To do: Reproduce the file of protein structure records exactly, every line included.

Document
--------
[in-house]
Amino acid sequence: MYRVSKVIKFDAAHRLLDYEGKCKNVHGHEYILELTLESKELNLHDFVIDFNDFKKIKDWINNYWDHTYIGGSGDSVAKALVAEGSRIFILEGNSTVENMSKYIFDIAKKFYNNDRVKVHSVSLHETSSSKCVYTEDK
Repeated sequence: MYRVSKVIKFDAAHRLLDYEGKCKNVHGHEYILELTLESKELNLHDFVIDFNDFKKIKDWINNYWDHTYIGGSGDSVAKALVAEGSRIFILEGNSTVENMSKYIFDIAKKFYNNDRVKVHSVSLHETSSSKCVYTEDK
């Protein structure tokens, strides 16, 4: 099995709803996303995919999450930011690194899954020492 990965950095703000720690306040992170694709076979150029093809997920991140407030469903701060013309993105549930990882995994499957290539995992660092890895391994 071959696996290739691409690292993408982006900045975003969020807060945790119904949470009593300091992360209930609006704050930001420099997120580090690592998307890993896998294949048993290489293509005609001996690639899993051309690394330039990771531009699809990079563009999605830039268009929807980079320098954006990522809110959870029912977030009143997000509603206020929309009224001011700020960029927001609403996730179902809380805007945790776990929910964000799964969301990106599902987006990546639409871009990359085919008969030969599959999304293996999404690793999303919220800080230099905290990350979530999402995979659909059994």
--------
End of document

[in-house]
Amino acid sequence: MYRVSKVIKFDAAHRLLDYEGKCKNVHGHEYILELTLESKELNLHDFVIDFNDFKKIKDWINNYWDHTYIGGSGDSVAKALVAEGSRIFILEGNSTVENMSKYIFDIAKKFYNNDRVKVHSVSLHETSSSKCVYTEDK
Repeated sequence: MYRVSKVIKFDAAHRLLDYEGKCKNVHGHEYILELTLESKELNLHDFVIDFNDFKKIKDWINNYWDHTYIGGSGDSVAKALVAEGSRIFILEGNSTVENMSKYIFDIAKKFYNNDRVKVHSVSLHETSSSKCVYTEDK
């Protein structure tokens, strides 16, 4: 099995709803996303995919999450930011690194899954020492 990965950095703000720690306040992170694709076979150029093809997920991140407030469903701060013309993105549930990882995994499957290539995992660092890895391994 071959696996290739691409690292993408982006900045975003969020807060945790119904949470009593300091992360209930609006704050930001420099997120580090690592998307890993896998294949048993290489293509005609001996690639899993051309690394330039990771531009699809990079563009999605830039268009929807980079320098954006990522809110959870029912977030009143997000509603206020929309009224001011700020960029927001609403996730179902809380805007945790776990929910964000799964969301990106599902987006990546639409871009990359085919008969030969599959999304293996999404690793999303919220800080230099905290990350979530999402995979659909059994």